• Hints & Tips

    How to Store a Car during Winter | INFOGRAPHIC

    Winter brings with it quite a few difficulties- lower temperatures, icy streets, snow days, and more- and unfortunately, many of these irritations make it harder than usual to drive a car. Instead of waking up thirty minutes early every day to shovel the snow around your car, warm it up, and scrape the ice off your windshields, why not consider putting your car in indoor self storage unit for the winter?

    Storing your car indoors for the winter will save you the time and hassle of trying to care for and drive a car in dangerous winter conditions. However, don’t think you can just park your car in the garage for the winter and toss your keys in the junk drawer- that could lead to damage to your car’s engine, exterior, and interior. You need to prepare your car for winter storage so that when the temperatures rise and your windows go down, your car is in tip-top shape and ready to drive. Here’s how to do it.

    First, make sure your engine is ready to hunker down for the winter. Your spark plugs, when left unattended for a long time, can rust and seize, so you (or a mechanic) should spray the cylinders with fogging oil. The gas in your tank can oxidize when not used, which will clog up your gas lines, so fill your tank with premium, non-alcohol fuel and add fuel stabilizer to stop oxidation.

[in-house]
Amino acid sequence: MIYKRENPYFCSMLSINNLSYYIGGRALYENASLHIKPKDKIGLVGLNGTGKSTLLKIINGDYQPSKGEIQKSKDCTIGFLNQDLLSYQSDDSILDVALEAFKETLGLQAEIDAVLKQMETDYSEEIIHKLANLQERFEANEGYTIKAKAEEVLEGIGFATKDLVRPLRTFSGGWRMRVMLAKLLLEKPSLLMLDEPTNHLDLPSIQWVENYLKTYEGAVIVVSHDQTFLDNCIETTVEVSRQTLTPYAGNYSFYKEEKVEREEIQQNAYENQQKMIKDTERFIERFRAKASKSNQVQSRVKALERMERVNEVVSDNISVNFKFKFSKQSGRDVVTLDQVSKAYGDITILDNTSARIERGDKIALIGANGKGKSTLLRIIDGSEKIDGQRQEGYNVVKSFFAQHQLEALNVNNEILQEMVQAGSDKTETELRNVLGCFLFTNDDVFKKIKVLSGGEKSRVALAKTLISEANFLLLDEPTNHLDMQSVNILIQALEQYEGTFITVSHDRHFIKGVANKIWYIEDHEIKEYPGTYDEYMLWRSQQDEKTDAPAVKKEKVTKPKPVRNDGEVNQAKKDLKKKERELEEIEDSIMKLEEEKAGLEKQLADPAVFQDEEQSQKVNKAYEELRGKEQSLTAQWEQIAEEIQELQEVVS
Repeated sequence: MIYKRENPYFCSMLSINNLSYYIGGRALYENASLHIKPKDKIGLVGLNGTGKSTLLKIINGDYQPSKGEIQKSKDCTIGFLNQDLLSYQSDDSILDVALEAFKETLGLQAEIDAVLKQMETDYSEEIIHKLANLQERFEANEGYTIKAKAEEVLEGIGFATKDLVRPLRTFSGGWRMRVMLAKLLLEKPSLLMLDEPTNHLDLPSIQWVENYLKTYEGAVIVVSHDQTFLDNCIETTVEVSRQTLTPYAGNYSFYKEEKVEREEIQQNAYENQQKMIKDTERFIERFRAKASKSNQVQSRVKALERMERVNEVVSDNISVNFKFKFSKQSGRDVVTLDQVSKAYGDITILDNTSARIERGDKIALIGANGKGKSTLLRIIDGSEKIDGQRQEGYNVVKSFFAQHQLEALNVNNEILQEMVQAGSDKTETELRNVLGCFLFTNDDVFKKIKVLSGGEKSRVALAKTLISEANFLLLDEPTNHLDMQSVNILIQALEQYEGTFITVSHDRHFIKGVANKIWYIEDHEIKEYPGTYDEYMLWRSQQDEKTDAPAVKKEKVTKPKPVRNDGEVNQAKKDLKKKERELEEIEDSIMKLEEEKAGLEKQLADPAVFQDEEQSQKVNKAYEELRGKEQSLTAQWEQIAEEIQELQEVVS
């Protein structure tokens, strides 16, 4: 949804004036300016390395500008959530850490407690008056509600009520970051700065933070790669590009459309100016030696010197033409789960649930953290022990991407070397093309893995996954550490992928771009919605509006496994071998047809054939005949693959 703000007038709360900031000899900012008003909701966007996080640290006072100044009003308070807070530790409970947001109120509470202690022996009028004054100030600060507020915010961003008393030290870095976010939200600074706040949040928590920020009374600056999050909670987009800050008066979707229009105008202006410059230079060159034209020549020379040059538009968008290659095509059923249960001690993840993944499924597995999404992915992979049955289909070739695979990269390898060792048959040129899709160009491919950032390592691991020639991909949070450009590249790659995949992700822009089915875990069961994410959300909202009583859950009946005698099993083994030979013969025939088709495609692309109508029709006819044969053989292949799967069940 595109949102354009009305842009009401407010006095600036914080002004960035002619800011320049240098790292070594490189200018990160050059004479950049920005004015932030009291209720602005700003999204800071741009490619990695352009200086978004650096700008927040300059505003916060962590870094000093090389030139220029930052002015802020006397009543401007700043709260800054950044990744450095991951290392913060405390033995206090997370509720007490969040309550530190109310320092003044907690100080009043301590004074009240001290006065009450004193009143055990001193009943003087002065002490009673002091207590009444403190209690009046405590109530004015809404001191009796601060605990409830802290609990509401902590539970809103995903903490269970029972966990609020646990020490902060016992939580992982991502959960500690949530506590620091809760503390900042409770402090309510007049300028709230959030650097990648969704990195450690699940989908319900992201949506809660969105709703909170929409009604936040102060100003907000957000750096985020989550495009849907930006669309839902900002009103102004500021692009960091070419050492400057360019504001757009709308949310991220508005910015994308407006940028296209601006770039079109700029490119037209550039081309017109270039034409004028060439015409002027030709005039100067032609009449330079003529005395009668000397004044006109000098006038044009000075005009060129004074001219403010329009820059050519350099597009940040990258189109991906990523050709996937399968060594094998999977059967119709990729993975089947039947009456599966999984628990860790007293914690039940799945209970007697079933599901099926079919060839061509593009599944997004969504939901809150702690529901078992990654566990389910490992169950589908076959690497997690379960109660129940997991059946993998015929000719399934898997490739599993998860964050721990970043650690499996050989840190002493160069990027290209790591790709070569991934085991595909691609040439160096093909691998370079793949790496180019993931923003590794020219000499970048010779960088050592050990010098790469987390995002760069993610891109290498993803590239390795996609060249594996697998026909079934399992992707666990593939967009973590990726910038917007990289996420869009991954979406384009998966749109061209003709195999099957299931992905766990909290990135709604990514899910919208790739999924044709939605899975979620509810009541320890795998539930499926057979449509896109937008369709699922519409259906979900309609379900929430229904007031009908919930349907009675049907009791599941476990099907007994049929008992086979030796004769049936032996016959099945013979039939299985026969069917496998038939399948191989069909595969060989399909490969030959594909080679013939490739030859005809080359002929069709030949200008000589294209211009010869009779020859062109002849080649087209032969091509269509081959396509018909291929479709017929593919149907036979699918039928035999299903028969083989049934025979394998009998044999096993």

Similarly, you want to change and fill up all of your fluid levels to reduce condensation; this includes your coolant, clutch, brake, and windshield fluids. The condensation can rise after forming beneath your car, causing fluid leaks that stain your garage or storage unit, so park your car on a plastic drop sheet. Change your car’s oil and filters, since old oil can become acidic and cause engine damage. Finally, in older vehicles, disconnect your battery. If you have a newer vehicle, your onboard computers need constant power, so keep the battery connected and use a trickle charger.

    Your car’s body and interior also needs a little prep work before hibernation. Store your car indoors, if possible, since sun damage can crack vinyl and cause leather to fade, and drying of paper can cause speakers to blow. If that’s not possible, cover your entire vehicle with a cloth. Close your vents and roll up the windows (cracking one window slightly if stored indoors), and stuff a rag in your exhaust and cover it with a metal screen; this will deter small animals from making your car their warm winter home.

    Your windshield wiper blades can stick to the windshield, especially if left outside, so store them in the “out” position or wrap the blades in plastic. Wash and wax your car thoroughly before storing it, paying special attention to the dirt in wheel wells- corrosion and paint damage are a major concern in coastal areas and during winter.